It took an Arkansas medical malpractice jury only 18 minutes of deliberations before returning a defense verdict in a birth injury medical malpractice case that was tried over a 12-day period. The Arkansas medical malpractice lawsuit alleged that a newborn suffered serious and permanent brain damage as a result of the medical negligence of the defendant family practice physician during the 1987 delivery (the medical malpractice lawsuit was not filed until the child turned 11 – he’s now 27).
The medical malpractice trial took place in a small rural community in Arkansas (population: less than 7,000). The case had been delayed for many years due to the fact that the local community only had court a couple times a year and the case had been bumped from the trial schedule on several occasions, including once when a higher priority murder case had to be tried and another time when heavy rains caused flooding that washed out a bridge into town.
The Plaintiff’s Alleged Underlying Facts
The plaintiff alleged that the defendant general practitioner doctor had failed to timely intubate and suction the newborn, who was born with meconium staining and fluid in his lungs. As a result in the alleged negligent delay in treating the newborn who was in distress, the plaintiff claimed that the baby suffered brain damage due to asphyxia, leading to severe mental retardation.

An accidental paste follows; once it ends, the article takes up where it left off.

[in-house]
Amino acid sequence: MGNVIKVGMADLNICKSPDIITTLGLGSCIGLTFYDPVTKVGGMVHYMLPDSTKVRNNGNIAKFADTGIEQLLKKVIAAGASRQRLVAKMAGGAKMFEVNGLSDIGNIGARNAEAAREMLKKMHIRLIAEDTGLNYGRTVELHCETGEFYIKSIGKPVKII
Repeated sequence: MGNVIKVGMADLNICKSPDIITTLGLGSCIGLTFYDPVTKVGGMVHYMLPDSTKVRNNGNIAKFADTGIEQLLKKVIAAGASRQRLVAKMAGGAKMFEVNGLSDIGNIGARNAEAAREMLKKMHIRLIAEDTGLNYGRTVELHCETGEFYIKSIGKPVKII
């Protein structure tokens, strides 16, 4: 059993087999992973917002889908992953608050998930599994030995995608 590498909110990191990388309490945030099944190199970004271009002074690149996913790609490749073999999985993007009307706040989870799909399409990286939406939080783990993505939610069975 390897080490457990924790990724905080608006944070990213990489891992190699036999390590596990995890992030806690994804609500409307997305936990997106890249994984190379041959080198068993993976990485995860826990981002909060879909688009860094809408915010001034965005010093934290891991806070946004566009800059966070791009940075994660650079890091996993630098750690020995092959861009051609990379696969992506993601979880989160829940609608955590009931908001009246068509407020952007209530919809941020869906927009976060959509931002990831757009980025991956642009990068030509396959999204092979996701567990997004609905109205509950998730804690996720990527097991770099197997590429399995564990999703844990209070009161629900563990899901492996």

The defense argued to the jury that the baby had suffered brain damage before birth and his injuries were not as a result of the failure to timely resuscitate (which the defense denied), and further argued that the defendant doctor’s resuscitation efforts were aggressively undertaken over the course of 27 minutes. The Arkansas medical malpractice jury sided with the defense, determining that the newborn’s severe brain injury was congenital in nature and had occurred in utero, for which the doctor was not at fault.
The Defendant Doctor
The medical malpractice defendant was described by his attorney as a Marcus Welby-type, small town general practitioner who was known and respected by the entire community. The now 71-year-old physician is a member of a three-generation family medical practice that was started by the defendant’s father in the 1930s. The defendant joined his father in the family practice in 1970 after he had completed his military service in a hospital in Vietnam, where he took care of children who had been injured during the Vietnam War. The defendant’s son joined the medical practice in 2012.
If you or a family member suffered a birth injury that may be due to medical negligence in Arkansas or in another U.S. state, you should promptly find an Arkansas medical malpractice attorney, or a find a medical malpractice attorney in your state, who may investigate your medical malpractice claim for you and represent you in a medical malpractice case, if appropriate.
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